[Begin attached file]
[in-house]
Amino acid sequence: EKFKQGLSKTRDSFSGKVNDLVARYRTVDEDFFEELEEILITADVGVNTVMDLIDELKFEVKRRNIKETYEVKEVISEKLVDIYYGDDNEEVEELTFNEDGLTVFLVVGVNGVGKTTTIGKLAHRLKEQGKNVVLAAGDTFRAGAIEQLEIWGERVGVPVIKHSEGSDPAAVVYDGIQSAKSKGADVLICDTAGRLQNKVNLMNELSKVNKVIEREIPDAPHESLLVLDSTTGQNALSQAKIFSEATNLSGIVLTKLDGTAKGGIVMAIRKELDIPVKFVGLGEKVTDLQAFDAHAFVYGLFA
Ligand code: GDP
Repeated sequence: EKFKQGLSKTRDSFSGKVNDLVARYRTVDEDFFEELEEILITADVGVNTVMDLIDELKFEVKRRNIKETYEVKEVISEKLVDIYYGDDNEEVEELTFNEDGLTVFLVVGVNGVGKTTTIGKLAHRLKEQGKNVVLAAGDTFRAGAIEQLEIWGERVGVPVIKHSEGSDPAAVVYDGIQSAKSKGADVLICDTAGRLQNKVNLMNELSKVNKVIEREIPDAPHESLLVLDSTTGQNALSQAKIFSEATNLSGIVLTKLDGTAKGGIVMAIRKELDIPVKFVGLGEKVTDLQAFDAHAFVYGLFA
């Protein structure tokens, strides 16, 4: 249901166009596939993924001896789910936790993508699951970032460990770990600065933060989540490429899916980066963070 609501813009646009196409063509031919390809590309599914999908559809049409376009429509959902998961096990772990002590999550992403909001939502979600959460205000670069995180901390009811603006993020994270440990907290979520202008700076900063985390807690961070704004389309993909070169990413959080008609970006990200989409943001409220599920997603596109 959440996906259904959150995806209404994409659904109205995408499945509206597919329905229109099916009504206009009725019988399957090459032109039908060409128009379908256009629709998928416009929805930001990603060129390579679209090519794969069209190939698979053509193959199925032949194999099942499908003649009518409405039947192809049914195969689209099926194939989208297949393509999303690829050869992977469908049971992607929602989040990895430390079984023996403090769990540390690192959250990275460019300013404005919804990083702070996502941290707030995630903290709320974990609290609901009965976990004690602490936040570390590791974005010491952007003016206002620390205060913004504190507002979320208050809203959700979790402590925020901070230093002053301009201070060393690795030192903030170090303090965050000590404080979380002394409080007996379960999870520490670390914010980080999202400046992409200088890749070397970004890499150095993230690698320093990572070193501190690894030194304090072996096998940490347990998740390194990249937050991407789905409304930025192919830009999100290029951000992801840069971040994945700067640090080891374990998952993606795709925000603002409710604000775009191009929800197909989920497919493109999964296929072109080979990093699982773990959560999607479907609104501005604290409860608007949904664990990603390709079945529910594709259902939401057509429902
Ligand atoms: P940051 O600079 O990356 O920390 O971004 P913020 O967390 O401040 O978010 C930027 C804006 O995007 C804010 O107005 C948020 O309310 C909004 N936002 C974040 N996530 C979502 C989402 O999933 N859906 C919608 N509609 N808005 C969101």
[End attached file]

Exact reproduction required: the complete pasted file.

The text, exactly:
[in-house]
Amino acid sequence: EKFKQGLSKTRDSFSGKVNDLVARYRTVDEDFFEELEEILITADVGVNTVMDLIDELKFEVKRRNIKETYEVKEVISEKLVDIYYGDDNEEVEELTFNEDGLTVFLVVGVNGVGKTTTIGKLAHRLKEQGKNVVLAAGDTFRAGAIEQLEIWGERVGVPVIKHSEGSDPAAVVYDGIQSAKSKGADVLICDTAGRLQNKVNLMNELSKVNKVIEREIPDAPHESLLVLDSTTGQNALSQAKIFSEATNLSGIVLTKLDGTAKGGIVMAIRKELDIPVKFVGLGEKVTDLQAFDAHAFVYGLFA
Ligand code: GDP
Repeated sequence: EKFKQGLSKTRDSFSGKVNDLVARYRTVDEDFFEELEEILITADVGVNTVMDLIDELKFEVKRRNIKETYEVKEVISEKLVDIYYGDDNEEVEELTFNEDGLTVFLVVGVNGVGKTTTIGKLAHRLKEQGKNVVLAAGDTFRAGAIEQLEIWGERVGVPVIKHSEGSDPAAVVYDGIQSAKSKGADVLICDTAGRLQNKVNLMNELSKVNKVIEREIPDAPHESLLVLDSTTGQNALSQAKIFSEATNLSGIVLTKLDGTAKGGIVMAIRKELDIPVKFVGLGEKVTDLQAFDAHAFVYGLFA
């Protein structure tokens, strides 16, 4: 249901166009596939993924001896789910936790993508699951970032460990770990600065933060989540490429899916980066963070 609501813009646009196409063509031919390809590309599914999908559809049409376009429509959902998961096990772990002590999550992403909001939502979600959460205000670069995180901390009811603006993020994270440990907290979520202008700076900063985390807690961070704004389309993909070169990413959080008609970006990200989409943001409220599920997603596109 959440996906259904959150995806209404994409659904109205995408499945509206597919329905229109099916009504206009009725019988399957090459032109039908060409128009379908256009629709998928416009929805930001990603060129390579679209090519794969069209190939698979053509193959199925032949194999099942499908003649009518409405039947192809049914195969689209099926194939989208297949393509999303690829050869992977469908049971992607929602989040990895430390079984023996403090769990540390690192959250990275460019300013404005919804990083702070996502941290707030995630903290709320974990609290609901009965976990004690602490936040570390590791974005010491952007003016206002620390205060913004504190507002979320208050809203959700979790402590925020901070230093002053301009201070060393690795030192903030170090303090965050000590404080979380002394409080007996379960999870520490670390914010980080999202400046992409200088890749070397970004890499150095993230690698320093990572070193501190690894030194304090072996096998940490347990998740390194990249937050991407789905409304930025192919830009999100290029951000992801840069971040994945700067640090080891374990998952993606795709925000603002409710604000775009191009929800197909989920497919493109999964296929072109080979990093699982773990959560999607479907609104501005604290409860608007949904664990990603390709079945529910594709259902939401057509429902
Ligand atoms: P940051 O600079 O990356 O920390 O971004 P913020 O967390 O401040 O978010 C930027 C804006 O995007 C804010 O107005 C948020 O309310 C909004 N936002 C974040 N996530 C979502 C989402 O999933 N859906 C919608 N509609 N808005 C969101």